Daytona are considered by many to be the “Rolls Royce” of motorcycle boots. They’re handmade in Bavaria using the finest leather and GoreTex and the company make nothing but motorcycle boots. They’ve always resisted the call to produce jackets, helmets and other related accessories, instead choosing to be the master of their chosen trade. Of course, the price of their boots also reflects the work and materials that go into them and the RRP of £350 GBP for the Arrow Sports GTX would undoubtedly cause many to pause and think before pulling the trigger. These are not really an impulse buy product..
Nope, what they are, however, is the best of the best; a boot designed to last for decades (with the right care) instead of a couple of years, so if you’re able to get that kind of service from them then ultimately they’ll be great value for money in the long run.
What I immediately liked was the zip fastening. Two zips and single velcro strap mean these take seconds to put on or take off and once on, they’re comfy straight out of the box. With plenty of flex, despite them yet to be broken in, you just know these will be supremely comfortable after a few hundred miles of use.
The soles are very grippy and the construction material looks sturdy and is beautifully moulded to the upper boot. These are details you’re paying for here. No glue is visible, stitching is always double and perfect, just what you’d expect from a handmade “Rolls Royce”.. And then there’s probably the most important part of these boots: the protection.
I think that diagram explains quite succinctly that Daytona are not producing boots with just “adequate” protection, but rather “outstanding” protection.
I chose this particular boot to use for touring and every day riding. I wear slightly longer than usual motorcycle jeans with this kind of boot, which sit nicely over the top rim and prevent air and water ingress. These are not the boots for off-roading but Daytona make several other versions for that purpose.
The inner construction almost gives you a boot within a boot and therein lies a lot of the strength and waterproof ability of these Arrow Sports.
The lower rear of the boot is stiff and protective with a large reflective patch giving good visibility from behind.
At the top you’ll see that lovely padding, exactly where you’d want it and that’s part of what makes this boot supremely comfortable. There is good protection all over this boot and I have every confidence in their ability to protect my feet during an accident.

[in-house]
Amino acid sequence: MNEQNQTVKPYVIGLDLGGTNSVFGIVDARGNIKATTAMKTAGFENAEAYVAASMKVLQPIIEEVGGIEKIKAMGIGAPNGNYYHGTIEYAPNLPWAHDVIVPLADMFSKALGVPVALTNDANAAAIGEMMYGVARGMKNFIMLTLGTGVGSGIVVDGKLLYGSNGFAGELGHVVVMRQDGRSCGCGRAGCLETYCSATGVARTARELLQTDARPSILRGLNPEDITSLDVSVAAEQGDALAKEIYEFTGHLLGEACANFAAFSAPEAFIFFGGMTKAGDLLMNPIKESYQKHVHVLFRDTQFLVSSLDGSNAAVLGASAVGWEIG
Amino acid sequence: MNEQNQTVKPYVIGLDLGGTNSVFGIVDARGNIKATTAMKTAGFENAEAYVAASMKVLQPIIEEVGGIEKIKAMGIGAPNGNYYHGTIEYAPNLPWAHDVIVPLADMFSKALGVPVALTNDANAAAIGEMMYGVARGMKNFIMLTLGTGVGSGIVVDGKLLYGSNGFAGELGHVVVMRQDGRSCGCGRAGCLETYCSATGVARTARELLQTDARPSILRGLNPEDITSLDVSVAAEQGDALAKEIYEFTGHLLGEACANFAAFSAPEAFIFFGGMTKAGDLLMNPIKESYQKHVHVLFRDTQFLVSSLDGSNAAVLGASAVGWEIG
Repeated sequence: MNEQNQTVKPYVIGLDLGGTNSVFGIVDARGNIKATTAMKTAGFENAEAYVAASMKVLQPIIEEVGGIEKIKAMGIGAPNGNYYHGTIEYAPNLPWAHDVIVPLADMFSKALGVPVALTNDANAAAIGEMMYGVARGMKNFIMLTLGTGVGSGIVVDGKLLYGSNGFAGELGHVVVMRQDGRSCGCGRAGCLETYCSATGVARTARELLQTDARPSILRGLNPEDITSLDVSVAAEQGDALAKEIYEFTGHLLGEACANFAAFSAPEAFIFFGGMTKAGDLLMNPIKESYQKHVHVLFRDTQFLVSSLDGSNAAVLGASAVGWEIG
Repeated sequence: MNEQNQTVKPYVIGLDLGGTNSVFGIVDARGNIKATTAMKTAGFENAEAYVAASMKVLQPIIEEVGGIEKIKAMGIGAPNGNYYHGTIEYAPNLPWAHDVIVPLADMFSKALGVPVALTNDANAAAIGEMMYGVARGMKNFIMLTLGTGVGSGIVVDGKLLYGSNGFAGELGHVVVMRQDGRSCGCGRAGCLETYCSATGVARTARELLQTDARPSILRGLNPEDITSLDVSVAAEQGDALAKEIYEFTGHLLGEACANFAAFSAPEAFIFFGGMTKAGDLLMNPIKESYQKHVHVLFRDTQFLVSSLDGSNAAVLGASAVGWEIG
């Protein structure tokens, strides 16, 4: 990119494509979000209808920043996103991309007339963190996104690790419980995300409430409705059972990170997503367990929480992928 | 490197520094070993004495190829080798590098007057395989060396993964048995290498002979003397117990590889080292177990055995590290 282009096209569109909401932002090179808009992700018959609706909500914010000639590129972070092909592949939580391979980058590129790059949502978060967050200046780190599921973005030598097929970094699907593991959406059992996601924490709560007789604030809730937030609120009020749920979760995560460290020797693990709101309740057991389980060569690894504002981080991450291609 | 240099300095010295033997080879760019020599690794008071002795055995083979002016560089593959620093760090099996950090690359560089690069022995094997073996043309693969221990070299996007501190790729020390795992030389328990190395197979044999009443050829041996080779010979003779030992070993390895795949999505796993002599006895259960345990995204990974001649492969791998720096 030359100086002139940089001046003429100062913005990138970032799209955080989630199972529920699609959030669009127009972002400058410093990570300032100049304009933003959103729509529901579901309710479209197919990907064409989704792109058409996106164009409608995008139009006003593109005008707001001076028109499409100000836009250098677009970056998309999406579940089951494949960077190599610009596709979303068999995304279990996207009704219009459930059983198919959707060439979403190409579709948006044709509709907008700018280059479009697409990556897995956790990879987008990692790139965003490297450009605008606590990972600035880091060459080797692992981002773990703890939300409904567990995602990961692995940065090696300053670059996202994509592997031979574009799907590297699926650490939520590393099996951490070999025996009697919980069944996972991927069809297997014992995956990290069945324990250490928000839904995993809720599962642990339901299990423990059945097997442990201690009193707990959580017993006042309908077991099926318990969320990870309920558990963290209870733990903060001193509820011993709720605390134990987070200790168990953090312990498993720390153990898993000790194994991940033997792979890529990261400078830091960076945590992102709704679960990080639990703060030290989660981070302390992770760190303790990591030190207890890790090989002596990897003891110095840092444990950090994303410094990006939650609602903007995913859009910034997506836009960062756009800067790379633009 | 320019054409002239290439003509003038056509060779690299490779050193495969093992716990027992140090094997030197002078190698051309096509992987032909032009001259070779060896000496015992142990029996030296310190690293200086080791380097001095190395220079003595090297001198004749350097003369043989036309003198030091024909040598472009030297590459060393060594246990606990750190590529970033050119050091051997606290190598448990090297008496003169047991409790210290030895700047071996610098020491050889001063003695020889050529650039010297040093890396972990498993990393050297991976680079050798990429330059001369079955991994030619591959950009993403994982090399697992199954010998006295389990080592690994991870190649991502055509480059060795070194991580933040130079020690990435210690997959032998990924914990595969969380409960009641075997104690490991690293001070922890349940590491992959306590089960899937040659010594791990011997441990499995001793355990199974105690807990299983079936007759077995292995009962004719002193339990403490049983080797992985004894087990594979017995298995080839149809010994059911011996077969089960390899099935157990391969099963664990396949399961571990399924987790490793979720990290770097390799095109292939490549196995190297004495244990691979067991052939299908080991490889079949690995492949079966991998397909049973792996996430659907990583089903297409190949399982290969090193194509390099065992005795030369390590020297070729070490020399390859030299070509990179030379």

The gear change pads have extra grip and padding and are present on both boots, handy for those with vintage motorcycles with the gear change on the right side. The height of that pad was, however, a tad higher than any of my other boots and required the gear lever to be raised slightly in order to comfortably change up.
Daytona impregnate the leather of all their boots but also suggest in the manual that you, the end user, do this, too, before using for the first time. I applied my trusty Renapur, that I’ve used on jackets and boots for donkeys years. Above you can see them absorbing it over the first 24 hours before use.
Daytona also suggest lubricating the zips so I dutifully purchased a can of their zip lube. I’m sure a bit of grease or even dry chain lube could work but I assumed their own brand lube would be less messy and that proved to be the case.
Quality-wise, these boots are stunning. The looks may not be to everyone’s taste but I personally like them. Straight out of the box they’re comfortable to ride with, comfortable to walk in and you just know that the comfort will improve with every use. And if these last me 15 years they’ll actually have saved me a few quid! I’ve yet to test them in wet conditions but I’m reliably informed by friends who own a pair that they are bombproof in the rain, so I fully expect them to do the job they were intended for and do it well. Time will tell and I will report back in a few months with my own experiences.
Update 1 – 24/01/23
After discussions on one of the T700 forums regarding the cost of re-soling a pair of Daytona boots, I called directly to Daytona in Germany. The lovely lady on the other end of the phone obliged me by speaking perfect English and saved me embarrassing myself with my pidgin German. She informed me that if I was to send the boots directly to them in Germany, the cost of re-soling would be 90 Euros (£80 GBP or $100 USD) plus the shipping cost back to me in the UK.